The undermining of the ABC is as old as the Iraq War, literally. But commercial television is riddled with institutional bias. Why aren’t they held to the same standard as the ABC, asks Dean Frenkel?
How do Australia’s commercial television executives regard their customers?
Let’s look through their gold-rimmed glasses and find out (admittedly not in their own words).
Through the eyes of executives, the average viewer of commercial television is primarily in search of escapist entertainment. She/he is easily pleased, predictable, conformist, patriotic, attracted to convenience and glamour, impressed by cars, prone to xenophobia, lazy of intellect – and they don’t mind advertisements.
It is easy to identify how these executives think by the programs they cook-up, through associated products advertised with each program and the integrity of the news they broadcast. This evidence is exposed when we switch-on commercial TV.
Commercial programming is stacked with tired formulaic cooking shows, singing, dancing and singles competitions, duplicitous reality television, American soap operas, crime dramas and B-grade Australian television. How they get away with sub-standard programming and disrespect for their viewers is not considered an issue worthy of public debate in Parliament.
But when business interests (owners, shareholders and sponsors) interfere with the integrity of the service, viewers are seriously disrespected. It is a contemporary form of corruption and bastardry ignored by politicians.
Commercial news invariably includes a daily recipe of mostly heavy, nasty and scary news including rapes, murders and politics, lots of advertisements and light relief after the heavy tension in the final stanza – the fun of sport, the comfortable tones of weather and a light colour story to end. It is riddled with conscious bias, and unconscious bias manicured to appear unbiased, without a fraction of accountability.
Why don’t we hear any complaints about conservative socio-political bias embedded into the news coverage of commercial networks? Apparently because they are privately owned.
Right wing critics of the ABC loudly and righteously argue that public funding provides justification for all this noise; that privately funded media should remain relatively unregulated and free to express bias – trigger conservatives righteously talking about freedom of the press. Yet those same warriors for free speech want to enforce censorship: they work hard to deny the same freedoms to the publicly funded ABC.
Their argument is intellectually insulting. Indeed, the same critics are happy to squander $50 million on a ridiculous memorial for Captain Chook, $30 million to Fox, billions of dollars on submarines and war machinery.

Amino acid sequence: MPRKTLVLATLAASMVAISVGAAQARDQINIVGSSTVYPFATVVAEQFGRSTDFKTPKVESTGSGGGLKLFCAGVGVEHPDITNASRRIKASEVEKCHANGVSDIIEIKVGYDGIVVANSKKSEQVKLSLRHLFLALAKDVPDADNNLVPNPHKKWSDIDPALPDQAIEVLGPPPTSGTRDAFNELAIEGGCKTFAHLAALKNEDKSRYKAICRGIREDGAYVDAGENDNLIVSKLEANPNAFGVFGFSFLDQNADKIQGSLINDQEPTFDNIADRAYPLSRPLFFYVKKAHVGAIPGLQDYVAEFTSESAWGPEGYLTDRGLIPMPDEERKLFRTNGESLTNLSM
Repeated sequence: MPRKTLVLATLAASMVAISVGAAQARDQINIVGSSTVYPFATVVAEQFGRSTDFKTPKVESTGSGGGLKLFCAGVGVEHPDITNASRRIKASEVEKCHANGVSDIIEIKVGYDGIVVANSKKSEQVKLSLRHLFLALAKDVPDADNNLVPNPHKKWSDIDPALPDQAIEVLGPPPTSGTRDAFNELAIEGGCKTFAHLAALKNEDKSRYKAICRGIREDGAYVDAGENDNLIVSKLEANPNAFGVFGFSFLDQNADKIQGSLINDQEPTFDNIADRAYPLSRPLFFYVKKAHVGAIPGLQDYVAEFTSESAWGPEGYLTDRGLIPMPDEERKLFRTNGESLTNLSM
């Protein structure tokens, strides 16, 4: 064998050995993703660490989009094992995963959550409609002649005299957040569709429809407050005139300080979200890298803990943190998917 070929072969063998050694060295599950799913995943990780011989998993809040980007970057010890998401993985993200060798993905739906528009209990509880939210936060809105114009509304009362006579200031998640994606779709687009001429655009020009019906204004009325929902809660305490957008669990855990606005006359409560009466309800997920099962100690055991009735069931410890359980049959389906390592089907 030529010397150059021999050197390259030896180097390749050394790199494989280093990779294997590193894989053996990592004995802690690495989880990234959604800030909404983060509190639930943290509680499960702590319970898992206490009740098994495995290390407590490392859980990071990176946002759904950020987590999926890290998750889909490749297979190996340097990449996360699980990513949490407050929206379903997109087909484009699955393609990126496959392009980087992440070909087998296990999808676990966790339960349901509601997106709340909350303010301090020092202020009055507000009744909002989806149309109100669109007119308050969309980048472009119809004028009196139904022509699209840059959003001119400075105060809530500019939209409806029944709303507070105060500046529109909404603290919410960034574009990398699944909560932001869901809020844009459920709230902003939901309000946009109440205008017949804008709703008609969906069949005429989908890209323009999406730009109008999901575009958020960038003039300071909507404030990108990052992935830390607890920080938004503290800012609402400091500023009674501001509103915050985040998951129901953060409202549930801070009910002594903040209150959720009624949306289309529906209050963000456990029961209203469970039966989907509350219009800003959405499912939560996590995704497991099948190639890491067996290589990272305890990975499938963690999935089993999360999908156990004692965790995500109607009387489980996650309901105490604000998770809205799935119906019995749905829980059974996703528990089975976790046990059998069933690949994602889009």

What is the real reason for the ABC being judged by loftier standards than the commercial networks? If you peel away the layers, it’s intrinsically about the boorish game of political football and ensuring that the media is more friendly to conservative politics.
The template to publicly obsess about the ABC’s perceived bias was planted back in 2003 by Coalition politician Richard Alston. He closely monitored the ABC’s coverage of the Iraq War and bleated loudly each time he perceived transgressions of imbalance… time and again. This reportedly triggered strategic meetings within the IPA who cooked-up plans that included stacking the ABC Board with right wing zealots, making huge cuts and more.
Antagonists learned that by continually stamping their feet they could create enough bull-dust to cloud the airways. As this campaign developed, it became evident that Australia’s cultural treasure chest, the ABC, was being trashed.
Since then, our ABC has been battered, bruised and cut by coercive pressure to satisfy what is officially called ‘balanced editorial standards’; funds have been slashed, iconic programs and services cut and over 1,000 jobs lost since 2014. In other words, the Coalition Government went on a mission to rearrange the ABC’s face so that it can never look the same again.
To apply a bit of perspective, ABC television stations command just 14.2% of the television audience, according to OzTAM (2016). If the conservatives were so concerned about editorial balance, they would push to legislate for all the networks to be forced to abide by the same standards that apply to the ABC. Instead, the majority audience (85.8%) are exposed to institutionalised bias without effective standards of balance – one form of fake news.
But the ABC has made one monumental error in its competition with the commercials. It has preferred to copy their formats and obsess about ratings. Instead it should be aspiring to distinguish itself from the junk television of the commercials and create quality product that is consciously different. Viewers deserve better than wall to wall homogeny.
In fact, ABC executives are not so different from their commercial counterparts. They failed to realise that the traditional ABC viewer, listener and reader is not the same as the dumbed-down majority who love commercial TV. To be sharply frank, the ABC audience is usually more educated, culturally broad-minded, drawn to science and attracted to quality. They should be nurtured by stimulus, not alienated by numb blandness.
This brings up the importance of independent media and why publications like New Matilda are increasingly important. One casualty of the ABC cuts has been the demise of its widely read and respected electronic publication, The Drum, which published excellent standard writing on a diverse range of subjects. Its loss has significantly narrowed the media environment and set the scene for a landscape that will only cater to a one-party-state-of-mind.
Now that the ABC has been gored, independent publications like New Matilda stand alone as bastions of diversity. It commands all of our support.
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